Off to Jinhae!

Today I want to talk about my trip to Jinhae. It was for the Cherryblossom (벚꽃) festival. Why Jinhae? Because the whole city was filled with Cherryblossom. We went there by bus since it was out of Busan. The journey there wasn’t that long, only one hour approximately. The whole town was filled with the blossoming flower. It was so beautiful. You could see the flower everywhere along the street. It was like the city was painted with soft pink colour from the flower. This is a brief explanation about the cherryblossom in South Korea (from:

“Watching of cherry blossom was introduced to Korea during Japanese rule. The festivals continued even after the Japanese surrendered in WWII, but have been contentious, and many cherry trees have been destroyed because they were seen as symbols of the occupation. However, there has been considerable confusion about the origin of the cultivated Japanese cherry trees and the differences between them and native Korean trees. Certain trees at Seoul’s Gyeongbok Palace were cut down to celebrate the fiftieth anniversary of Japanese surrender in World War II.  Although Cherry blossoms are already indigenous to Korea, Japan had planted trees on sacred and offensive locations in the Palace. Once the offending trees were cut down the festival continued with the indigenous trees. The cherry blossom festival at Gyeongbok Palace is one of a number of such festivals across Korea and is prominently advertised to tourists.”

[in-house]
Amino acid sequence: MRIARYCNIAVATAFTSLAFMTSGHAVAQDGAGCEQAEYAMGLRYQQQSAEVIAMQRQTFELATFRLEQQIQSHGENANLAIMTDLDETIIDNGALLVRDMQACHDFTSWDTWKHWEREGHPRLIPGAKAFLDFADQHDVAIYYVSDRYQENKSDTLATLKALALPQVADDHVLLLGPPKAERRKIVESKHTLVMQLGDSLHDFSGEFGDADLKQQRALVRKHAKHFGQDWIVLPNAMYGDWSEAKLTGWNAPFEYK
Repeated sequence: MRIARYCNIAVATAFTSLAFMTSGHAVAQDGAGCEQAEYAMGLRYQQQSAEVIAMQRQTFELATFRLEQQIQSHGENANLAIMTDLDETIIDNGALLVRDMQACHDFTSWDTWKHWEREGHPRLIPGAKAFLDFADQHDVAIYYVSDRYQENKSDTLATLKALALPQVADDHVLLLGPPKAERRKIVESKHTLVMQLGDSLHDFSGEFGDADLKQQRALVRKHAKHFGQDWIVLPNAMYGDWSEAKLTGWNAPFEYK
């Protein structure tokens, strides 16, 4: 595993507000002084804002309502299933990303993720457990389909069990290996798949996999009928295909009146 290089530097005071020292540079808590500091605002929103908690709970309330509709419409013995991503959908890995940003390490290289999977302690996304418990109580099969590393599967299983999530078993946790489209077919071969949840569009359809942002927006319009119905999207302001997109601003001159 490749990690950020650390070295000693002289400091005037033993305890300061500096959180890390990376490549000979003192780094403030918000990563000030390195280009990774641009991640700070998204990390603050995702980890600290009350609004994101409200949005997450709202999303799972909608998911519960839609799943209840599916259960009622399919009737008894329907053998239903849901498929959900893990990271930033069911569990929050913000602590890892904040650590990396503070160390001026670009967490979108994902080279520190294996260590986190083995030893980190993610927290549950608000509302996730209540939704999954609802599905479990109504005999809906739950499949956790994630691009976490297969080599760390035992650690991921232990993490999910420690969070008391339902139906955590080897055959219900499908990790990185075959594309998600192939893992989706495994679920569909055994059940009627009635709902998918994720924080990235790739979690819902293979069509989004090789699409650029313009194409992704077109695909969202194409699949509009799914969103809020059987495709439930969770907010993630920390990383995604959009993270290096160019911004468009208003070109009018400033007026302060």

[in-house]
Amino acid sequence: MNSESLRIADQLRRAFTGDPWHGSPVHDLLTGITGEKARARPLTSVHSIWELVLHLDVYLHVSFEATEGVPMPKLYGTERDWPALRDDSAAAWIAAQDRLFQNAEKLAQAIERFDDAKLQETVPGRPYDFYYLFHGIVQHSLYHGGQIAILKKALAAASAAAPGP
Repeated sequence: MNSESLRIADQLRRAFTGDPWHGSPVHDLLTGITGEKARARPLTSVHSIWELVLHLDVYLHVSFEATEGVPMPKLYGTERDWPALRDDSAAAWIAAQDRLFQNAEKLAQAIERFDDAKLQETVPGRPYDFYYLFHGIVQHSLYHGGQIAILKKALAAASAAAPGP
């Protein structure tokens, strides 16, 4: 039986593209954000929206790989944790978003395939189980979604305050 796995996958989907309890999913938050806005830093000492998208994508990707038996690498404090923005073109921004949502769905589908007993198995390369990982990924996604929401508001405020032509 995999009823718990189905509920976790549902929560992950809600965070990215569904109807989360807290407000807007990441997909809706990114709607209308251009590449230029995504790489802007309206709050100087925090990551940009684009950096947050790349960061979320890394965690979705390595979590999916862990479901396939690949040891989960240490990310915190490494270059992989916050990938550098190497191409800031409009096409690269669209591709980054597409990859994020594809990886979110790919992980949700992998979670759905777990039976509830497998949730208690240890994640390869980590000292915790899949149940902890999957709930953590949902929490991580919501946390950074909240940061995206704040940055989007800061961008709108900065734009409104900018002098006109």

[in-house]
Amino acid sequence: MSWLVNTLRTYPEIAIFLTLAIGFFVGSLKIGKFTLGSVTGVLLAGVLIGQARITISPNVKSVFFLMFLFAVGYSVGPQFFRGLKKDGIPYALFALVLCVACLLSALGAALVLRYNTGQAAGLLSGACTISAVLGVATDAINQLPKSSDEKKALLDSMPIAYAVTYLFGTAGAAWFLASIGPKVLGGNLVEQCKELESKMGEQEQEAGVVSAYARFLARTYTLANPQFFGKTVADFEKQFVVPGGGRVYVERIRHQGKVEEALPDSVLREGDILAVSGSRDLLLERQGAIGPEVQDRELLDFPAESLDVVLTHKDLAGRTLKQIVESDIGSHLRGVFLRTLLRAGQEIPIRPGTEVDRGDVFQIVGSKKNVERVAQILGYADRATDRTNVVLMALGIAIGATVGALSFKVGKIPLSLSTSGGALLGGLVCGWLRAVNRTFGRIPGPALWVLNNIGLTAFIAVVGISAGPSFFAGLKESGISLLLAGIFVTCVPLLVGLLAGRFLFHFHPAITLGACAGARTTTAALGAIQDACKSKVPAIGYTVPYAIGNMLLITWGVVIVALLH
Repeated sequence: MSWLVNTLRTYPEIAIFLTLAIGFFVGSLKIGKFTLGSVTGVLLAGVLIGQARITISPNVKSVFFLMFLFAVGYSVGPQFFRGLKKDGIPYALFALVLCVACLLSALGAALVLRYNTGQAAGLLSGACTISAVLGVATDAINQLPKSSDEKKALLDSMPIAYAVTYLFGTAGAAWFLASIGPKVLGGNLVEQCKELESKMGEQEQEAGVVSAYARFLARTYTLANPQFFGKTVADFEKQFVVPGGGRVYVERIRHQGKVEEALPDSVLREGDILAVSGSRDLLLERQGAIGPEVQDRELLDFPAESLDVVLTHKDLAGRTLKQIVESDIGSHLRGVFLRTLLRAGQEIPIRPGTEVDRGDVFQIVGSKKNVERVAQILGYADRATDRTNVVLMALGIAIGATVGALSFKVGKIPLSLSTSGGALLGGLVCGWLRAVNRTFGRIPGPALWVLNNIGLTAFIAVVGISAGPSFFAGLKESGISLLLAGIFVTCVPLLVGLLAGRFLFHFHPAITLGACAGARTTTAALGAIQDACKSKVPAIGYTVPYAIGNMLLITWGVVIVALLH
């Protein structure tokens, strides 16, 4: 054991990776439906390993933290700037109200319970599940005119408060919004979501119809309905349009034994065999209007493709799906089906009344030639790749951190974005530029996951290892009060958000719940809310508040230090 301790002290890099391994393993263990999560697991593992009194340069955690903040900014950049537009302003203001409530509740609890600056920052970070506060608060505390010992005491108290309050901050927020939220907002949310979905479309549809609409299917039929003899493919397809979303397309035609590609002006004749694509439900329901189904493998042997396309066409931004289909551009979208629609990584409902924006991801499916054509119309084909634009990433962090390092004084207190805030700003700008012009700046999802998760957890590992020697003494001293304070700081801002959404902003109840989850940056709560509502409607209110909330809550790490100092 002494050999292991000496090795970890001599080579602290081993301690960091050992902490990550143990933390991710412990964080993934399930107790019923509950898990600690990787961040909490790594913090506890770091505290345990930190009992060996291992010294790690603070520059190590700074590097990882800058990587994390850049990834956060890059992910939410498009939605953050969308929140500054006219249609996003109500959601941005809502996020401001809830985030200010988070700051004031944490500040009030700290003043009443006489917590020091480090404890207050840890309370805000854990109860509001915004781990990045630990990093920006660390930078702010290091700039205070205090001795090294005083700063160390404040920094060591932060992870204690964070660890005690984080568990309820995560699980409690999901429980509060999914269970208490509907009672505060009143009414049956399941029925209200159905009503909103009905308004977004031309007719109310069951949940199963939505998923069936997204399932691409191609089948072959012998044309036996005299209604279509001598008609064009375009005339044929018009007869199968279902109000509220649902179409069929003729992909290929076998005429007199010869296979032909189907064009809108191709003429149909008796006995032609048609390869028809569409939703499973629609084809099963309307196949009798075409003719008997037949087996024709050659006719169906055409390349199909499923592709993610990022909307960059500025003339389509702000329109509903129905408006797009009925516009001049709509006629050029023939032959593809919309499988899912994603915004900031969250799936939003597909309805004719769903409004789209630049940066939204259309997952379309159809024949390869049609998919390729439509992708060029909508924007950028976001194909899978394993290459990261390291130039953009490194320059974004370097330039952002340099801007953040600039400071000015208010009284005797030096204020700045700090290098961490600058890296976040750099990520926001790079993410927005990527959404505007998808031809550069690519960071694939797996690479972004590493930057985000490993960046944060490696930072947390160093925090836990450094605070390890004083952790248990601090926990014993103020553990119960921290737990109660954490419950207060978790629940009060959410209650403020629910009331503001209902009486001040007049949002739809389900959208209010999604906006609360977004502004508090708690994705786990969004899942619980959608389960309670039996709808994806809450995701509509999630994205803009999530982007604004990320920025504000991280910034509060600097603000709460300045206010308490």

But apart from seeing the flowers in Jinhae, we also visited the naval base. My Korean friends said that it was also an academy or something. I’m not really sure, but anyway, we went there and saw one of the ship they use and also the famous turte ship by Lee Sun Shin. Just for your information, this is a brief explanation about the turtle ship.

“The Turtle ship, also known as Geobukseon or Kobukson (거북선), was a type of large warship belonging to the Panokseon class in Korea that was used intermittently by the Royal Korean Navy during the Joseon Dynasty from the early 15th century up until the 19th century. (as always, cited from the good old Wikipedia.”

After visiting the naval base, we went back to the city and ate lunch. Then, after lunch, we went back on our journey to see the Romance Bridge. However, there were so many people at that time that it was hard to walk without being separated from each other. At last I just got to walk the first half of the trip to Romance Bridge because me and my friends were separated from our Korean friends. It was still very beautiful, though. Okay, I think that’s enough rambling from me. Now, off to the pictures!!!



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